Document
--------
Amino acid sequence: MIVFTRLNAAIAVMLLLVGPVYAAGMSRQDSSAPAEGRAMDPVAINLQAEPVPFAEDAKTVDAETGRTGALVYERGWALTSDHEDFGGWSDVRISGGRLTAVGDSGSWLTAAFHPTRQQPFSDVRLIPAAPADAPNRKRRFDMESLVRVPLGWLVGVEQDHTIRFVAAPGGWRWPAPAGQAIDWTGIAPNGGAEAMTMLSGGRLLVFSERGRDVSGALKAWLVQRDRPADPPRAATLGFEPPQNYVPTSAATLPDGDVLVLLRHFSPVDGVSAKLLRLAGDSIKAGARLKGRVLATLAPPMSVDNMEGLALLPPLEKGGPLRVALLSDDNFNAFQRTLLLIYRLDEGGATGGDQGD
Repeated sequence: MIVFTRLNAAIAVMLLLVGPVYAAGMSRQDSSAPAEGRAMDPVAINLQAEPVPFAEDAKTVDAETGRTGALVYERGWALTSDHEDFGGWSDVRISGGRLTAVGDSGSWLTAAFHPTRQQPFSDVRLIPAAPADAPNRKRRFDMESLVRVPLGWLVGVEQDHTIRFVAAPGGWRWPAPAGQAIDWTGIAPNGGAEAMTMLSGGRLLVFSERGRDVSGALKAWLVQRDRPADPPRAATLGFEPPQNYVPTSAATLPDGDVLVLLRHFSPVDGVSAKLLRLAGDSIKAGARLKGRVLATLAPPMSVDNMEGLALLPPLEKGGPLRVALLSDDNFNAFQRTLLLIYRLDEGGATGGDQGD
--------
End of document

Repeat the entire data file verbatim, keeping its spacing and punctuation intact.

Amino acid sequence: MIVFTRLNAAIAVMLLLVGPVYAAGMSRQDSSAPAEGRAMDPVAINLQAEPVPFAEDAKTVDAETGRTGALVYERGWALTSDHEDFGGWSDVRISGGRLTAVGDSGSWLTAAFHPTRQQPFSDVRLIPAAPADAPNRKRRFDMESLVRVPLGWLVGVEQDHTIRFVAAPGGWRWPAPAGQAIDWTGIAPNGGAEAMTMLSGGRLLVFSERGRDVSGALKAWLVQRDRPADPPRAATLGFEPPQNYVPTSAATLPDGDVLVLLRHFSPVDGVSAKLLRLAGDSIKAGARLKGRVLATLAPPMSVDNMEGLALLPPLEKGGPLRVALLSDDNFNAFQRTLLLIYRLDEGGATGGDQGD
Repeated sequence: MIVFTRLNAAIAVMLLLVGPVYAAGMSRQDSSAPAEGRAMDPVAINLQAEPVPFAEDAKTVDAETGRTGALVYERGWALTSDHEDFGGWSDVRISGGRLTAVGDSGSWLTAAFHPTRQQPFSDVRLIPAAPADAPNRKRRFDMESLVRVPLGWLVGVEQDHTIRFVAAPGGWRWPAPAGQAIDWTGIAPNGGAEAMTMLSGGRLLVFSERGRDVSGALKAWLVQRDRPADPPRAATLGFEPPQNYVPTSAATLPDGDVLVLLRHFSPVDGVSAKLLRLAGDSIKAGARLKGRVLATLAPPMSVDNMEGLALLPPLEKGGPLRVALLSDDNFNAFQRTLLLIYRLDEGGATGGDQGD